I wanted a red bike more than anything in the world for my 5th birthday. So on a summer day in July of 1971 I was given a beautiful, red, Schwinn Stingray bike with big handlebars, chrome fenders, black "banana" seat with a silver stripe down the middle and a "sissy bar." The front tire had a brick pattern and the rear tire was a wide slick tread. This bike was a no frills bike, I wasn’t having anything to do with flowers or pink or tassels. The bike was way too big for me, but I didn't care, it was mine and I was going to learn how to ride it. My dad took me out on the sidewalk, steadied me and then ran behind me countless times until I was able to ride; training wheels were not an option. I must have fallen a hundred times before I rode it down the street. That single gift changed the trajectory of my life more than any other. On my Stingray I was able to go farther, faster, and be more brave and confident. In a neighborhood of boys and at a time when Evel Kneivel was our hero and BMX was just beginning I learned to be a daredevil on my Stingray. It was only a few years before I had the bike going off jumps, and doing wheelies.
My bike was the center of my world.
By the time I got to junior high I had outgrown my Stingray and was ready to move up in the biking world. I had to have a Schwinn Varsity with a rack to carry my books. I scraped and saved and begged and pleaded and finally got a used Schwinn Varsity from a local bike shop. I had found a new love, my 10 speed. I rode it everywhere; to school, the library, friend's houses, the beach, around the block a million times, to my old neighborhood across town, there was nowhere too far. So it went for rest of my adolescence. My bike was my transportation. If I wanted to go somewhere I went by bike. I rode on hot days, cold days, rainy days and at night. This continued until I graduated from high school and went through every teenager’s rite of passage in 1984 and bought my first car. Over the next several years as I was forced to go farther for school and jobs, my bike sat in the garage neglected. I still felt I should be riding it though. Periodically I would take it out, but not as often. Then one day my younger brother, hot rodding in the driveway in his car, skidded into my Schwinn Varsity and bent the frame. I was angry and devastated. Now what do I do? I went on a quest for a new bike. What I settled on was a rugged, red Univega Mountain Bike with knobby tires and 18 gears. It was awesome until I crashed it on a dirt road, over the handlebars and into the stream I went. I bent the forks, the rim and popped the tire. The bike was never quite the same after I fixed it, so I sold it and moved onto a newer, sleeker more agile mountain bike.
Over the years I dabbled in mountain biking, riding for the adventure and reliving my daredevil days as a child. My life got busy, responsible, and overbooked and my bike got hung up in the garage. It hung there until I had enough of a busy, responsible and overbooked life. My days of mountain biking were over so I decided to get a new bike. I thought long and hard about what type I wanted. Did I want a beach cruiser? Hybrid? Road? How did I see myself as a bike rider? How far did I want to go? I always thought bike touring would be fun. After much thought I decided I wanted to go far, a road bike was what I wanted. I plunked my money down on a Giant Avail road bike, red and black. When I road it for the first time I felt like I had just been put behind the wheel of a sports car. It was swift, agile, and light and the most comfortable bike I had ever ridden. I bought it to be a recreational bike rider. Little did I know, six months later I would become a bike commuter.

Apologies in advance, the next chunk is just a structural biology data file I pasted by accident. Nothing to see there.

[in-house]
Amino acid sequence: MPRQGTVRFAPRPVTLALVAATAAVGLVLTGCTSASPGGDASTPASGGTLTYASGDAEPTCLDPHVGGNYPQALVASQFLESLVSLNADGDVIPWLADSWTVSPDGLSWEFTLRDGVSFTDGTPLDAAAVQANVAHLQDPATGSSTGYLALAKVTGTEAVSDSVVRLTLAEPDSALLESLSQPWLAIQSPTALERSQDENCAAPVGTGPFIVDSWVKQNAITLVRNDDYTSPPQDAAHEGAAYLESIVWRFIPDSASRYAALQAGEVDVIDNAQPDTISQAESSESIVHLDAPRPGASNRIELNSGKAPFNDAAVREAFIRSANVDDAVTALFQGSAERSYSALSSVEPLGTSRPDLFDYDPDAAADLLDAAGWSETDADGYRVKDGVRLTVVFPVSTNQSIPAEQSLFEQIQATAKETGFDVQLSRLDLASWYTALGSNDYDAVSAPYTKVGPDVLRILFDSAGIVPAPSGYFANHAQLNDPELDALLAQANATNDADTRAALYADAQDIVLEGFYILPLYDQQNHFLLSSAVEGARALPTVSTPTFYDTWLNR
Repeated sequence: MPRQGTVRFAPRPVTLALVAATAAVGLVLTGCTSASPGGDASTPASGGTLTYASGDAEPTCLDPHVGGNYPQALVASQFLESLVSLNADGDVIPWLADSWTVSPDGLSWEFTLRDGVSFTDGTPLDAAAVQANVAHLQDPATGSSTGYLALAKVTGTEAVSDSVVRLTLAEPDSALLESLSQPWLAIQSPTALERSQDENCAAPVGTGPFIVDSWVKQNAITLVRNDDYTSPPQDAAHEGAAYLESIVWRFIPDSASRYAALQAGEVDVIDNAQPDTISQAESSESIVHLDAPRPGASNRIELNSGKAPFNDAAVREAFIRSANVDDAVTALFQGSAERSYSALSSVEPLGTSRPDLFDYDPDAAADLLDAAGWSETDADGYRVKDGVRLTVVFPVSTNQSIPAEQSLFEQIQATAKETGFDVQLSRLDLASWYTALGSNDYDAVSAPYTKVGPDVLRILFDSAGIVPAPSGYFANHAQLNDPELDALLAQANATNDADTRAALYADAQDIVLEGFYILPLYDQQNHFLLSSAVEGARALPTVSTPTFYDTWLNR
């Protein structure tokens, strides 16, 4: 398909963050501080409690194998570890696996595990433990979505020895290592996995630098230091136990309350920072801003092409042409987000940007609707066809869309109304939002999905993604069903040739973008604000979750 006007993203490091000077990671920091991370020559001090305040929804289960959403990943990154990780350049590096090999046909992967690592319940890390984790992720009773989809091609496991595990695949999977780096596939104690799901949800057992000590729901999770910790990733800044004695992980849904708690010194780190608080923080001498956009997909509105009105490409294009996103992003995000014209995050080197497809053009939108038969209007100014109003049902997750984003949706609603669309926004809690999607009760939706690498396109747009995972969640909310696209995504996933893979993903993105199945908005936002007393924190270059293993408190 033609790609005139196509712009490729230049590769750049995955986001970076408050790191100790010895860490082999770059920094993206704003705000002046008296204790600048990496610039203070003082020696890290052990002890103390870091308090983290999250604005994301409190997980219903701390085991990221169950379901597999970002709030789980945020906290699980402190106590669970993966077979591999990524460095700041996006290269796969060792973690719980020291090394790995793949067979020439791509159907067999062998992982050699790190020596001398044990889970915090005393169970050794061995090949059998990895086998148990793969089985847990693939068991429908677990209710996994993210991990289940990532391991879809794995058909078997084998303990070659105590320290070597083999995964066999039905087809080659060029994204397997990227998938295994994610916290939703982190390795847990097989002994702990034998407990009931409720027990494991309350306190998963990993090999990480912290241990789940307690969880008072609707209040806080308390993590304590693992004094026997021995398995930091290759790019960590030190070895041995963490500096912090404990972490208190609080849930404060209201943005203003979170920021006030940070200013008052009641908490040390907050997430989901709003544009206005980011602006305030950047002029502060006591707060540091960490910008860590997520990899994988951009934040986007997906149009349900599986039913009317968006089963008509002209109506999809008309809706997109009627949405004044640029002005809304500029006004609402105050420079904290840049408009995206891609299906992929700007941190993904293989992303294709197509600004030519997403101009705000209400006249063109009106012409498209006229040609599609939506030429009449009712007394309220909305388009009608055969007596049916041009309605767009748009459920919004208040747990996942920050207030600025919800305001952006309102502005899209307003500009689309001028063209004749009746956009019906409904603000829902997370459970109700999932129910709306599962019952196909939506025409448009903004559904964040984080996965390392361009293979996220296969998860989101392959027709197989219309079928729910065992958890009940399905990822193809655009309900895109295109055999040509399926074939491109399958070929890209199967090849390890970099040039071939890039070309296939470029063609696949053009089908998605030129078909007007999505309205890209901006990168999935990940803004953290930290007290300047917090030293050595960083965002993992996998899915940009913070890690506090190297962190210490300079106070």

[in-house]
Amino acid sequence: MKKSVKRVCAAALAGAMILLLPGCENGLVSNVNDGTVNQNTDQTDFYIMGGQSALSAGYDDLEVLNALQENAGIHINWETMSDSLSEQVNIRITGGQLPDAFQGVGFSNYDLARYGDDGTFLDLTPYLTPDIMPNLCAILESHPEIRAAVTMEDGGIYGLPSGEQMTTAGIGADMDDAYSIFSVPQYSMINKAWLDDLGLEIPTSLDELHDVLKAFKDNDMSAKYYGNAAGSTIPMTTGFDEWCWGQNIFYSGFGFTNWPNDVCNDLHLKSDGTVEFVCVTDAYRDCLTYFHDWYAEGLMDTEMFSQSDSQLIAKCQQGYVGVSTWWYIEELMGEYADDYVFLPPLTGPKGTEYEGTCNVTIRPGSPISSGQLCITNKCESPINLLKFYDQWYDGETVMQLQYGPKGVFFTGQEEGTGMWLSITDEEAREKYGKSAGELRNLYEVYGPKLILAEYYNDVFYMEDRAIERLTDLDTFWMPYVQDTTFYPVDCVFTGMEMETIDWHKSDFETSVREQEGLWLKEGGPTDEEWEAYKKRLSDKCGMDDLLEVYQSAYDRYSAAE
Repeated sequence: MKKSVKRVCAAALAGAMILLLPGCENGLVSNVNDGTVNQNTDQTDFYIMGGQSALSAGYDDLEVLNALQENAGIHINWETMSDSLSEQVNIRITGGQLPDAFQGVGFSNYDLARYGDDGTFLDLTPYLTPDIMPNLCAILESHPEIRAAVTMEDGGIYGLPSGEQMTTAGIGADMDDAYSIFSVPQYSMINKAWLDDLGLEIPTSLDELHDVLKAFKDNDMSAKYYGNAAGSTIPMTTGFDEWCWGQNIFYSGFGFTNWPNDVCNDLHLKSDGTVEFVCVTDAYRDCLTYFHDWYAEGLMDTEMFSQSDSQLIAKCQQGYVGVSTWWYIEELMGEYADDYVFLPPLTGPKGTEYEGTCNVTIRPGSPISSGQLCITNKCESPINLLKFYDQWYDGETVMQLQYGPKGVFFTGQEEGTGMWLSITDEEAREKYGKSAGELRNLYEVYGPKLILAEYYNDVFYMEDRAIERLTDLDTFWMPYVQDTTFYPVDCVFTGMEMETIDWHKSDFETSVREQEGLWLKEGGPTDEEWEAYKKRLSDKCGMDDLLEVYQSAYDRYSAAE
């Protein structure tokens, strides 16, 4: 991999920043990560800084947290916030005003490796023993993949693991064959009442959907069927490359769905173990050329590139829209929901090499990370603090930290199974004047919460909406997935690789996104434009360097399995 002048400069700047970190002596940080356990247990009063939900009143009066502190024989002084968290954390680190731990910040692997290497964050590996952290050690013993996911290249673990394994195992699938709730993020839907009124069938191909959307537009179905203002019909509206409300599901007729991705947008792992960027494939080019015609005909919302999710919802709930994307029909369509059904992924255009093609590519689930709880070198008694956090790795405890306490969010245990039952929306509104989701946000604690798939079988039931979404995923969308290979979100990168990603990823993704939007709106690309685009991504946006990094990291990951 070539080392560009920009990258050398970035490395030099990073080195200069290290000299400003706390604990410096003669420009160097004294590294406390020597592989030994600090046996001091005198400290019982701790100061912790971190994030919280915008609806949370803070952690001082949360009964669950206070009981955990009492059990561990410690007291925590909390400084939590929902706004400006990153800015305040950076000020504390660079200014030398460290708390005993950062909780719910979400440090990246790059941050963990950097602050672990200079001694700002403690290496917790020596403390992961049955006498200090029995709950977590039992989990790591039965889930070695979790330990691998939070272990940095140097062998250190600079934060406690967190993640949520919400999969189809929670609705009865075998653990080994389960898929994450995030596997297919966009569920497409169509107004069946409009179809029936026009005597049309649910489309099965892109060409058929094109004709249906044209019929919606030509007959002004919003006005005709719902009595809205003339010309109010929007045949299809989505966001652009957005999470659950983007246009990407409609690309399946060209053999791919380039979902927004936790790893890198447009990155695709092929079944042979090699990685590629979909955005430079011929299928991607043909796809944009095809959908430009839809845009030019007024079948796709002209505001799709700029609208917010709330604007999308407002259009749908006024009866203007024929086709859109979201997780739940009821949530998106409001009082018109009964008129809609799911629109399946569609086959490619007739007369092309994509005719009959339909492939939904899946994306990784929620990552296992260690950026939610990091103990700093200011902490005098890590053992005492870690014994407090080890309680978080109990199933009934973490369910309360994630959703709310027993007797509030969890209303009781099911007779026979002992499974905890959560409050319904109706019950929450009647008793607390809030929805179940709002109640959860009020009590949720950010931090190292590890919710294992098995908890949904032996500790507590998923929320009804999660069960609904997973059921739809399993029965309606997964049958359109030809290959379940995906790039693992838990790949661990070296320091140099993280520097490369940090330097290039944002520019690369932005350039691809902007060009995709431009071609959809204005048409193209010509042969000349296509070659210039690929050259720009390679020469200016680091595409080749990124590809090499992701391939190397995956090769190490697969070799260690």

A year ago I sold my car and have been on my bike ever since. Surprisingly, it was an easy decision. The car at the time was an unnecessary financial burden and could be used to pay off some debt. When things are meant to be they happen without effort. A few days after deciding to sell the car, a coworker was driving it away and I was on my way to being a bike commuter.
Interestingly, when I told people what I was going to do, the one question I was asked the most was "What if it rains?" I thought it was such a strange question since I live in Southern California where rain is not the dominant weather condition. Nobody asked about 100 degree and humid days, fog, 37 degree morning commutes, or inattentive drivers.
So for the past year I have been on the bike logging nearly 1800 miles commuting. I have learned how to get groceries (pannier bags are awesome). I can get 30 pounds of dog food and a case of cat food (a trailer is a miracle). I ride to work, doctor appointments, errands, and just for the fun of it. People have offered to pick me up or let me use their car and most times I politely decline the offer. I will not be a fair weather bike rider or let distance define my world. This is what I have chosen to do and I will learn how to adapt.
This past year has been an adventure in trying on a new life and it seems to fit pretty well.
Krista Leaders has been mostly car-free since November 22, 2011. She lives and works in Long Beach, CA. as a Project Manager for the Bixby Knolls Business Improvement Association, a bike-friendly business district. She recently became a League of American Bicyclists, LCI Cycling Instructor as a scholarship recipient from Women on Bikes.